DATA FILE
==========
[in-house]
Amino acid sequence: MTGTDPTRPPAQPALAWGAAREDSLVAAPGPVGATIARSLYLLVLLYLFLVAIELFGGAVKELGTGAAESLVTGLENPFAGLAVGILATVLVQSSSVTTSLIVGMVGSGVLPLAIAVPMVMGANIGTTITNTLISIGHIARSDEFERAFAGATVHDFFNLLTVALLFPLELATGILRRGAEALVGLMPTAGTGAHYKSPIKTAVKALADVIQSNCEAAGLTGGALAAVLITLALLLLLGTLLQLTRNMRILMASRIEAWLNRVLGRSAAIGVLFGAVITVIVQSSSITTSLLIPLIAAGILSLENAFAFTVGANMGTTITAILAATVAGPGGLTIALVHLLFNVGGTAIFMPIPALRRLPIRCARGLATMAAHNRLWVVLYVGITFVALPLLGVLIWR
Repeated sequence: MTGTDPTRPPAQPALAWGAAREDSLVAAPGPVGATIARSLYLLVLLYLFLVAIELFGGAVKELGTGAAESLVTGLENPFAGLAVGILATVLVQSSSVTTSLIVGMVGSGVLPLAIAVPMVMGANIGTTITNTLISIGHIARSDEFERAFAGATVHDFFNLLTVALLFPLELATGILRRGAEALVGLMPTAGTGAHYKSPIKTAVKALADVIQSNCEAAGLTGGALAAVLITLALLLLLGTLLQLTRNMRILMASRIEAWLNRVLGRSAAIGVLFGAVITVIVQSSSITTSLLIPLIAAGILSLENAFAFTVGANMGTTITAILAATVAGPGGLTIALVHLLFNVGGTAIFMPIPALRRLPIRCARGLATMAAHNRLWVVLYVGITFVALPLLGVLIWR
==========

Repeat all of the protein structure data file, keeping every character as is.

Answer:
[in-house]
Amino acid sequence: MTGTDPTRPPAQPALAWGAAREDSLVAAPGPVGATIARSLYLLVLLYLFLVAIELFGGAVKELGTGAAESLVTGLENPFAGLAVGILATVLVQSSSVTTSLIVGMVGSGVLPLAIAVPMVMGANIGTTITNTLISIGHIARSDEFERAFAGATVHDFFNLLTVALLFPLELATGILRRGAEALVGLMPTAGTGAHYKSPIKTAVKALADVIQSNCEAAGLTGGALAAVLITLALLLLLGTLLQLTRNMRILMASRIEAWLNRVLGRSAAIGVLFGAVITVIVQSSSITTSLLIPLIAAGILSLENAFAFTVGANMGTTITAILAATVAGPGGLTIALVHLLFNVGGTAIFMPIPALRRLPIRCARGLATMAAHNRLWVVLYVGITFVALPLLGVLIWR
Repeated sequence: MTGTDPTRPPAQPALAWGAAREDSLVAAPGPVGATIARSLYLLVLLYLFLVAIELFGGAVKELGTGAAESLVTGLENPFAGLAVGILATVLVQSSSVTTSLIVGMVGSGVLPLAIAVPMVMGANIGTTITNTLISIGHIARSDEFERAFAGATVHDFFNLLTVALLFPLELATGILRRGAEALVGLMPTAGTGAHYKSPIKTAVKALADVIQSNCEAAGLTGGALAAVLITLALLLLLGTLLQLTRNMRILMASRIEAWLNRVLGRSAAIGVLFGAVITVIVQSSSITTSLLIPLIAAGILSLENAFAFTVGANMGTTITAILAATVAGPGGLTIALVHLLFNVGGTAIFMPIPALRRLPIRCARGLATMAAHNRLWVVLYVGITFVALPLLGVLIWR